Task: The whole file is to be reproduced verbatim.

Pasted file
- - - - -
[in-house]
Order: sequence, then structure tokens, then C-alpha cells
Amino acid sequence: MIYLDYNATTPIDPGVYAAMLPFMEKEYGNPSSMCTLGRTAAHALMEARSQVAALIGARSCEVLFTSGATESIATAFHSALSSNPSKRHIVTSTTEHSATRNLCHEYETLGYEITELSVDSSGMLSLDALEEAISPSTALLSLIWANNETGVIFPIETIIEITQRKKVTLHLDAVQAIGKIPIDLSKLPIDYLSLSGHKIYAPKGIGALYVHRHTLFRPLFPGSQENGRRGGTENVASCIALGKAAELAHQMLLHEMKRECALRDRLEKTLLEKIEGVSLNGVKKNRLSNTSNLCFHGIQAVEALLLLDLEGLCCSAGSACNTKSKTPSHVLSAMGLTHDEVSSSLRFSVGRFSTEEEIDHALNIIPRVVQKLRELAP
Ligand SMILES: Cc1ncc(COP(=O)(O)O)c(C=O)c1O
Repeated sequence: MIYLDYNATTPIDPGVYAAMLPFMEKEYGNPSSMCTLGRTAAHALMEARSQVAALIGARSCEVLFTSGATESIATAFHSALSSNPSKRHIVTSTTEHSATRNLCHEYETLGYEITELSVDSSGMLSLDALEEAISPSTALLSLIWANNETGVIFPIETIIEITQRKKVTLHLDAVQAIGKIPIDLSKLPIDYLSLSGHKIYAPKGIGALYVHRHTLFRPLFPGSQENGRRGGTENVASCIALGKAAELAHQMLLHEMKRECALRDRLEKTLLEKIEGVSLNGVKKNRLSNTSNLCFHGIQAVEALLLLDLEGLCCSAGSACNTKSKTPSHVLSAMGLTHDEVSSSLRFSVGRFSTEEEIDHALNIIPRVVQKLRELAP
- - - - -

[in-house]
Order: sequence, then structure tokens, then C-alpha cells
Amino acid sequence: MIYLDYNATTPIDPGVYAAMLPFMEKEYGNPSSMCTLGRTAAHALMEARSQVAALIGARSCEVLFTSGATESIATAFHSALSSNPSKRHIVTSTTEHSATRNLCHEYETLGYEITELSVDSSGMLSLDALEEAISPSTALLSLIWANNETGVIFPIETIIEITQRKKVTLHLDAVQAIGKIPIDLSKLPIDYLSLSGHKIYAPKGIGALYVHRHTLFRPLFPGSQENGRRGGTENVASCIALGKAAELAHQMLLHEMKRECALRDRLEKTLLEKIEGVSLNGVKKNRLSNTSNLCFHGIQAVEALLLLDLEGLCCSAGSACNTKSKTPSHVLSAMGLTHDEVSSSLRFSVGRFSTEEEIDHALNIIPRVVQKLRELAP
Ligand SMILES: Cc1ncc(COP(=O)(O)O)c(C=O)c1O
Repeated sequence: MIYLDYNATTPIDPGVYAAMLPFMEKEYGNPSSMCTLGRTAAHALMEARSQVAALIGARSCEVLFTSGATESIATAFHSALSSNPSKRHIVTSTTEHSATRNLCHEYETLGYEITELSVDSSGMLSLDALEEAISPSTALLSLIWANNETGVIFPIETIIEITQRKKVTLHLDAVQAIGKIPIDLSKLPIDYLSLSGHKIYAPKGIGALYVHRHTLFRPLFPGSQENGRRGGTENVASCIALGKAAELAHQMLLHEMKRECALRDRLEKTLLEKIEGVSLNGVKKNRLSNTSNLCFHGIQAVEALLLLDLEGLCCSAGSACNTKSKTPSHVLSAMGLTHDEVSSSLRFSVGRFSTEEEIDHALNIIPRVVQKLRELAP